More than a dozen Hertfordshire police officers have tested positive for COVID-19 since the pandemic began, new figures show.

Hertfordshire Constabulary says the force has “worked hard” to safeguard staff since the start of the pandemic to protect frontline officers and the public.

Figures obtained through a Freedom of Information request by the PA news agency show a total of 13 police officers in the county have tested positive for the virus.

The force's records are up to October 26.

Those with positive tests were nine police constables, three sergeants and one inspector.

Chief Superintendent Matt Nicholls, from Hertfordshire Constabulary, who is leading the Force’s response to COVID-19, said: “We’ve worked hard to safeguard all of our staff, following national guidance on personal protective equipment (PPE) since the start of the pandemic to protect our frontline officers and the public.

“We regularly update all risk assessments covering police headquarters and our police stations and have thorough guidance in place to keep our offices COVID-secure, maintaining social distancing, using PPE and an enhanced cleaning regime, with many staff agile working from home.”

He added that the force has systems in place to ensure staff who have coronavirus symptoms can self-isolate and get tested “quickly”.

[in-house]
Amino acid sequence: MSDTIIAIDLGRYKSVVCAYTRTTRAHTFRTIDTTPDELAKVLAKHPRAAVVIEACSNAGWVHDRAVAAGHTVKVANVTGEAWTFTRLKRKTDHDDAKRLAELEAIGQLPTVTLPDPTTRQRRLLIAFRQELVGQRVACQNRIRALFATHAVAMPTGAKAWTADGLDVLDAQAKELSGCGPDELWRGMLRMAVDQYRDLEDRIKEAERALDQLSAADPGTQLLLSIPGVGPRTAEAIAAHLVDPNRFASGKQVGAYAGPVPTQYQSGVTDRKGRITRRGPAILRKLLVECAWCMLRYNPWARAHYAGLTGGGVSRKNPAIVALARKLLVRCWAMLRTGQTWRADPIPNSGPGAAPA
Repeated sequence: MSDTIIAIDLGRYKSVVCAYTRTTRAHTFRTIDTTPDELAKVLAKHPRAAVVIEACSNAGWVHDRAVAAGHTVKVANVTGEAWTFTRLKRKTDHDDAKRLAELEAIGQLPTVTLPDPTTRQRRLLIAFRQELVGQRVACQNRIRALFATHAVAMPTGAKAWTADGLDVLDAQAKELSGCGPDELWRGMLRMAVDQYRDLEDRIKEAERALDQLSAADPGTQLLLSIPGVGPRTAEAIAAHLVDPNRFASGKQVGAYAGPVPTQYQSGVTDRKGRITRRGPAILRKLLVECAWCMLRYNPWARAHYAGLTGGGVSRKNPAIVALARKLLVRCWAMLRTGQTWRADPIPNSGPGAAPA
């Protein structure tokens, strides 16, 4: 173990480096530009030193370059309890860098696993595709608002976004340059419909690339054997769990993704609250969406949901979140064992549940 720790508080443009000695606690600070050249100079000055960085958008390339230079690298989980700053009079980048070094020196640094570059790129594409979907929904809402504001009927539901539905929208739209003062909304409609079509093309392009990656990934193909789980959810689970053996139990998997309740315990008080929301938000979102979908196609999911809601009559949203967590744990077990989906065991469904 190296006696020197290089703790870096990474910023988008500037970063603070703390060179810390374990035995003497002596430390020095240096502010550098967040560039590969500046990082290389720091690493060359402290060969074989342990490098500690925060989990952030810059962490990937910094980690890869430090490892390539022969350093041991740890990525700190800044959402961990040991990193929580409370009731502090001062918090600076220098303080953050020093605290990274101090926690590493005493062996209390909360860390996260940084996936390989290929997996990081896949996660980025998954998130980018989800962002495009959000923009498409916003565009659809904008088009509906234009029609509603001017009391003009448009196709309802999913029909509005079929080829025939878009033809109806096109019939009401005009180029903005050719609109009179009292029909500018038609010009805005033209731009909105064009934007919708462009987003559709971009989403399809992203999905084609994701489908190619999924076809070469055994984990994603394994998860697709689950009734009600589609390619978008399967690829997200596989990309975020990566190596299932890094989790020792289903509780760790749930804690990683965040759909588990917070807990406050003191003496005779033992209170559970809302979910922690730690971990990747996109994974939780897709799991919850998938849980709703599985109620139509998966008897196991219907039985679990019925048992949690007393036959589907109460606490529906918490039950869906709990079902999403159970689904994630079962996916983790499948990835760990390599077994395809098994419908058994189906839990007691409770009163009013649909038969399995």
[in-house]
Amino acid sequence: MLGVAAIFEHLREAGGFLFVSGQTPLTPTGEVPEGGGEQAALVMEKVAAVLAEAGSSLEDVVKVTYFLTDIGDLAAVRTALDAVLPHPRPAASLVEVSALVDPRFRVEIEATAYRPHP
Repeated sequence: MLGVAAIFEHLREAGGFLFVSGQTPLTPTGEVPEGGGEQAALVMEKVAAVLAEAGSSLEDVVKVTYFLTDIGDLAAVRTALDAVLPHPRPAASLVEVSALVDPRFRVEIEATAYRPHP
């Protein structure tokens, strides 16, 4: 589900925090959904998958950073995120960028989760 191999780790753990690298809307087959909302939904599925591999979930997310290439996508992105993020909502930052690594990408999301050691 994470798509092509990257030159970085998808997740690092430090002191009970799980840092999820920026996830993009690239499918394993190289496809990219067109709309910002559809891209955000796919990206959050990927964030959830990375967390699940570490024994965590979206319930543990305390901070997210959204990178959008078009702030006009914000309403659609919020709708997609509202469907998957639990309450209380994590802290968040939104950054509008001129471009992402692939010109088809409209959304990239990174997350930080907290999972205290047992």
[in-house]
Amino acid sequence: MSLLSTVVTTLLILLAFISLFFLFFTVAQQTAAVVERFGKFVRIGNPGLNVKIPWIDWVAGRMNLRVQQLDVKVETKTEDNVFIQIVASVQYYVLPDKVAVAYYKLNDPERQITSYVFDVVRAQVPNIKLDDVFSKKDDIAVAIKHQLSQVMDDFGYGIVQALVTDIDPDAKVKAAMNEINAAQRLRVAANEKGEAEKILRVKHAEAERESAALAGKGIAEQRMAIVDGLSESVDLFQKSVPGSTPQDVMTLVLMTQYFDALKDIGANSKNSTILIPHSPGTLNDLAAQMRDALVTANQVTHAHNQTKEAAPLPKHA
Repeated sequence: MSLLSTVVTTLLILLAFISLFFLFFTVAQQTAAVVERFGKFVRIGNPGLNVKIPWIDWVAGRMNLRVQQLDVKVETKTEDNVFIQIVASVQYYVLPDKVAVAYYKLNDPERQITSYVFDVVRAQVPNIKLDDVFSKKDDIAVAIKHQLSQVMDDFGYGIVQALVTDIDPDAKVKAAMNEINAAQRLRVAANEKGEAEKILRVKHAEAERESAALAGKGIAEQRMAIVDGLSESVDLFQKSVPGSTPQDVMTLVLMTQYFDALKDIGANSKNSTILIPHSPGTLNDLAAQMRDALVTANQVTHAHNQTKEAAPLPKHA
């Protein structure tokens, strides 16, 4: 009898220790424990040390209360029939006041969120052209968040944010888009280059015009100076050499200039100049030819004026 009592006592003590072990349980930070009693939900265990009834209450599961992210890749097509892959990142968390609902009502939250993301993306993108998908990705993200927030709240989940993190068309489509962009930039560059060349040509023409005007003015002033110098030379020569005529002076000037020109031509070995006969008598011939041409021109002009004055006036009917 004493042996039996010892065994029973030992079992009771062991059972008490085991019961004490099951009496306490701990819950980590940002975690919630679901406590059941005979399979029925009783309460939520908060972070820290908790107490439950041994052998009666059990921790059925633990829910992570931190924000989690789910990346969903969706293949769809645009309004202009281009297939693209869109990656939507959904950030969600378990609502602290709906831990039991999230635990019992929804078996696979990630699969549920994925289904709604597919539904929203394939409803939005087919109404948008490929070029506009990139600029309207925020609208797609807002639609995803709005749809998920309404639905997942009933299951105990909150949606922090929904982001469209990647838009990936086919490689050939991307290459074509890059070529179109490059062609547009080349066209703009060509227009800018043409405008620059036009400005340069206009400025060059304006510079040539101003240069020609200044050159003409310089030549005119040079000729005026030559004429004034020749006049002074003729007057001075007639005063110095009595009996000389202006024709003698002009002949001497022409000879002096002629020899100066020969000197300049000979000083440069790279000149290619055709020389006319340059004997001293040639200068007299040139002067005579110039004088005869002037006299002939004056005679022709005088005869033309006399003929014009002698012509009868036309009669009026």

Ch Supt Nicholls added: “We have maintained a good policing service in our communities throughout the pandemic and I am grateful for the ongoing commitment and hard work of all of our officers and police staff who make me proud to work for Hertfordshire Constabulary.

“Our workforce is our greatest asset and we make every effort to support everyone’s physical and emotional wellbeing, with wraparound support in place.”

Nationally, at least 849 police officers have tested positive at the 26 forces in the UK which answered a Freedom of Information Act request.

Durham and Wiltshire police forces could not provide the number of officers with positive coronavirus tests.

However, Durham Police said 37 officers had been absent due to Covid-19, while Wiltshire Police said 134 officers had reported Covid-19-related sickness.

In August, the National Police Chiefs’ Council and College of Policing issued new guidance to police forces on the use of personal protective equipment.

Advice was also given on social distancing and enhanced hygiene measures, but it was accepted that maintaining a two-metre distance was not always possible.

Chairman of the Police Federation John Apter said it was “inevitable” some officers would catch the virus given their nature of work.

But he added: “There is also the constant worry of bringing the virus home to their loved ones which is exacerbated when they deal with offenders who weaponise the virus by spitting, biting and coughing - which is disgusting and unacceptable.

“People need to realise that behind the uniform, officers are mothers, fathers, sons and daughters.”

Mr Apter urged the public “not to give up now” on combating the virus and to follow latest guidelines to reduce its spread.

The NPCC also urged the public to follow regulations.

Chairman Martin Hewitt said: “Whilst demand levels remain high we are well-prepared to respond to any crime or other issues that arise.”